The governments discussed a draft "2012 Framework of Regional Collaboration of the Abu Dhabi Dialogue," intended to commit them to take measures at the domestic, bilateral and multilateral levels to increase the benefits of labor migration between states. The draft contained proposals on reducing the cost of recruitment, developing standard employment contracts, and making recruitment agencies responsible for the actions of those who seek out potential migrant workers at the local level, often misrepresenting the conditions that workers will face on arrival in a destination country. It called for more information to be provided to workers through pre-departure and post-arrival briefings, and for governments to see that workplaces are inspected and labor laws enforced.
Other proposed measures included provision of opportunities for workers to enhance their skills and for safe, affordable transport home.
Among the destination countries represented in the dialogue were Bahrain, Kuwait, Oman, Qatar, Saudi Arabia and UAE. These states use the kafala system in employing migrant workers. This means that every worker is "sponsored" by a specific employer and that their presence in the destination country is conditional on them staying with that employer. When the employer behaves in a considerate and conscientious way, workers have few complaints, but all too often the workers face bad employment conditions. Many domestic workers in particular have encountered brutal treatment from employers in some of these countries, sometimes resulting in severe injury or even death. This has resulted in strains between countries of origin and destination.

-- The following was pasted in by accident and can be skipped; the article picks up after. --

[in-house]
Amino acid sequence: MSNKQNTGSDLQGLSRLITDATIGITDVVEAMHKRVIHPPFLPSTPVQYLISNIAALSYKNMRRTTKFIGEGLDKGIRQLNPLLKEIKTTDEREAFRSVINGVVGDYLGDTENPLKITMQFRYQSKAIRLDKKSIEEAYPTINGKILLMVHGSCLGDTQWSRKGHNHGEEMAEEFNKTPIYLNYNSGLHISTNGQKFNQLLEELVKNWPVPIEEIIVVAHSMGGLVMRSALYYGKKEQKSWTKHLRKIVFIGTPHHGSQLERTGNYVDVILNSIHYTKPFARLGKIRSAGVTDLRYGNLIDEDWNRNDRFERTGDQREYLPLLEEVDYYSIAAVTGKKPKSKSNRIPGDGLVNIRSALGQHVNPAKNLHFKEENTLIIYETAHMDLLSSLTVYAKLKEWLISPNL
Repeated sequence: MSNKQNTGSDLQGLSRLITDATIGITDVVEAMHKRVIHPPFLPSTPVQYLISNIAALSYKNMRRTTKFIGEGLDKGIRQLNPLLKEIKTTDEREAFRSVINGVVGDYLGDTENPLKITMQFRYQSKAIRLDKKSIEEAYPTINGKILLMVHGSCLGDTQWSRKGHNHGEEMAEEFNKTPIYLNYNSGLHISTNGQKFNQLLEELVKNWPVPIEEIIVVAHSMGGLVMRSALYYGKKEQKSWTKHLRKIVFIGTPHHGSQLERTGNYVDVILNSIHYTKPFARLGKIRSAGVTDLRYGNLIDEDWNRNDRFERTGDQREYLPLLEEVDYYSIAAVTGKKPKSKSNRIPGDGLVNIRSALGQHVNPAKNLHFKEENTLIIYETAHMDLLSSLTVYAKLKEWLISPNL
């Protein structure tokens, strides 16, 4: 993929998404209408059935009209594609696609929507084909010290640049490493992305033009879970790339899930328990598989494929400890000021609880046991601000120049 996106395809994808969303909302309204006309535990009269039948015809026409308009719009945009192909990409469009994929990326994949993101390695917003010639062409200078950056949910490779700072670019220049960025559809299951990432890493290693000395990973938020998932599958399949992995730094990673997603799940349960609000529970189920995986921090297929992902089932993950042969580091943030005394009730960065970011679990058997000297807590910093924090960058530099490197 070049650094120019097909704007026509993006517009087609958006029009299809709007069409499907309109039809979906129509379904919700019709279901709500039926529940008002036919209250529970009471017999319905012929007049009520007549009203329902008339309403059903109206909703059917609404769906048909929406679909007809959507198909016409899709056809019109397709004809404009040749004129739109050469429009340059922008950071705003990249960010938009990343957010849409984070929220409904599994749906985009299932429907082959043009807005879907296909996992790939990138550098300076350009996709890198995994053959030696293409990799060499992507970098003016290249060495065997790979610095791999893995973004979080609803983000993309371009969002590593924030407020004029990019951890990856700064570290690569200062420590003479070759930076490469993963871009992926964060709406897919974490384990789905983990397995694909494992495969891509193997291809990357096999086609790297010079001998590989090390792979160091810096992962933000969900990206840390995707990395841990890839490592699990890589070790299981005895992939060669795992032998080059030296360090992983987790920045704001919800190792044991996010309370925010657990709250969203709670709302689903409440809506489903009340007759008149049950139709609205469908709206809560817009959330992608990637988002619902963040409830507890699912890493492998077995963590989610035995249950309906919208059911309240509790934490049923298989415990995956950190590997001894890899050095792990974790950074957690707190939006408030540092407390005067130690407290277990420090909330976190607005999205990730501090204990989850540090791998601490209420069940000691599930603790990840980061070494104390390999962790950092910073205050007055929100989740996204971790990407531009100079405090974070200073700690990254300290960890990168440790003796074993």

Advocacy groups such as Migrant Forum in Asia (MFA) and Human Rights Watch have called for an end to the kafala system—at least as it currently exists—as it puts strong barriers in the way of workers escaping from abusive employers. In a statement ahead of the conference, MFA and 21 NGOs, including the National Human Rights Commission-Oman, Kuwait Trade Union Federation, and Jordan National Commission for Women, said:
As the ADD process evolves, we call on the ADD governments to additionally address the following major issues confronting migrant workers within the regions: the plight of undocumented migrants, the need for enforceable standardized contracts, replacing the kafala system with a more just recruitment and employment system for migrant workers, exploring the possibility of adopting a reference wage system based on the recognition of skills and experience, and the inclusion of migrants in social security and insurance protection schemes and programs.
Furthermore, in order to ensure that migration benefits all, the Framework of Regional Cooperation must be anchored on a rights-based perspective involving the participation of all stakeholders, particularly civil society and trade unions.
John Gee is a free-lance journalist based in Singapore, and the author of Unequal Conflict: The Palestinians and Israel.